For Jan. 27, 2014
Contact: Karim Olaechea
SAN JOSE, Calif. — Today, hundreds of home care workers and their clients will protest Santa Clara County’s lack of investment in the In-Home Supportive Services (IHSS) program, and the low wages paid to its workers. The action will take place on the 10th Floor of 70 West Hedding.
WHO: Santa Clara County home care providers and clients.
WHAT: A sit-in outside the offices of the Santa Clara Board of Supervisors.
WHERE: 70 West Hedding Street, San Jose, 10th Floor
WHEN: Monday, January 27 at 3:30 PM
County treats home care workers as second-class workforce
Like other county employees, IHSS workers made concessions in the wake of the recession, being the first to do so in 2010. Whereas the county has negotiated raises for most of its employees, it is trying to keep home care concessions, made during the recession, permanent during the recovery.
“The truth is that many home care clients are poor and so are providers thanks to low county wages. It’s easier for elected officials to ignore the poor,” explained home care worker Tina Nguyen. “We’re demonstrating outside their offices, so it’s harder to ignore us.”
Santa Clara County’s 17,000 home care workers are its lowest paid employees, earning an average annual income of $11,564 in 2013. This is 65% below the self-sufficiency income threshold, as calculated based on the City of San Jose’s official living wage recommendation. The situation is so dire that many are living at or below the federal poverty line ($11,490 for an individual; $23,550 for a household of four). Many home care workers are forced to rely on federal and state welfare programs.
An aging county and a growing need
With the boomers approaching retirement, America as a whole is getting older. Today, California has the largest share of the population age 65 and older, and approximately 200,000 of those seniors call Santa Clara County home. By 2030, that number is expected to double, with many of these people needing long-term and in-home care due to illness or disabilities. The average American will need 3 or more years of long-term care within their lifetime.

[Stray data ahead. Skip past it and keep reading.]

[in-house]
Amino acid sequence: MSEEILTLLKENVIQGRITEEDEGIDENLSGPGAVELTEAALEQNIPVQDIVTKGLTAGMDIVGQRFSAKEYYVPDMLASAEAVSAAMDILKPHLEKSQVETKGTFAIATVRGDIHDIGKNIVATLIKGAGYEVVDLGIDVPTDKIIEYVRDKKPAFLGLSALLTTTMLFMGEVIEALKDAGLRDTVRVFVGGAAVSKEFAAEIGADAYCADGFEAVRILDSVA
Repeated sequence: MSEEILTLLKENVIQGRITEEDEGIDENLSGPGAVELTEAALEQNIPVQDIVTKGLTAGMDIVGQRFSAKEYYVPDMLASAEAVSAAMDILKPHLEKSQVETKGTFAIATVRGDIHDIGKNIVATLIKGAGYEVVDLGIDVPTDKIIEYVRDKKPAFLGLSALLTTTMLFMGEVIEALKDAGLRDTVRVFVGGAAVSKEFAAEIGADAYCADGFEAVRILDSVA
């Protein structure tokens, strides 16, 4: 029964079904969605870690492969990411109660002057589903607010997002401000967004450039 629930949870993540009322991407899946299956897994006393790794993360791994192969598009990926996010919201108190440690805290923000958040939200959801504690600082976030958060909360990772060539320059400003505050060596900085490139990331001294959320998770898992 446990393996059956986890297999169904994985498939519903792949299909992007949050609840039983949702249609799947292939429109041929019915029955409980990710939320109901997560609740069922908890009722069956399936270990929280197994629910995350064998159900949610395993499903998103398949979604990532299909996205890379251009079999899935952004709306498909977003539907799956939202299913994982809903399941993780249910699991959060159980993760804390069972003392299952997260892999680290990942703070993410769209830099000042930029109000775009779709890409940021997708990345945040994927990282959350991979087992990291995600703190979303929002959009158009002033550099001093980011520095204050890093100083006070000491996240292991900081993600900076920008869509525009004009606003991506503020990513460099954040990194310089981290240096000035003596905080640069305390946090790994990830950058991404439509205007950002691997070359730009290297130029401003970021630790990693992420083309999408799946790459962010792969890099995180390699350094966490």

Growing cracks in the system
An aging population and growing need is straining Santa Clara County’s home care program. The enrollment telephone hotline centers are understaffed; clients and providers are put on hold for an average of 1 ½ hours and up to four hours. Another barrier to access is that in a diverse county that boasts more than 100 languages spoken, the call centers only provide support in three languages.
Home care workers will keep fighting for solutions
The contract negotiation with the city is an opportunity to address some of the long-term needs of the program. Home care workers will continue their campaign until the Santa Clara County Board of Supervisors agrees to pay fair wages and improve the IHSS system for our growing senior and disabled population. To follow the Quality Care @ Home campaign and keep up to date with our latest action, visit: website.
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The Service Employees International Union is an organization of 2.1 million members united by the belief in the dignity and worth of workers and the services they provide. SEIU is dedicated to improving the lives of workers and their families and creating a more just and humane society. For more information, visit www.seiu521.org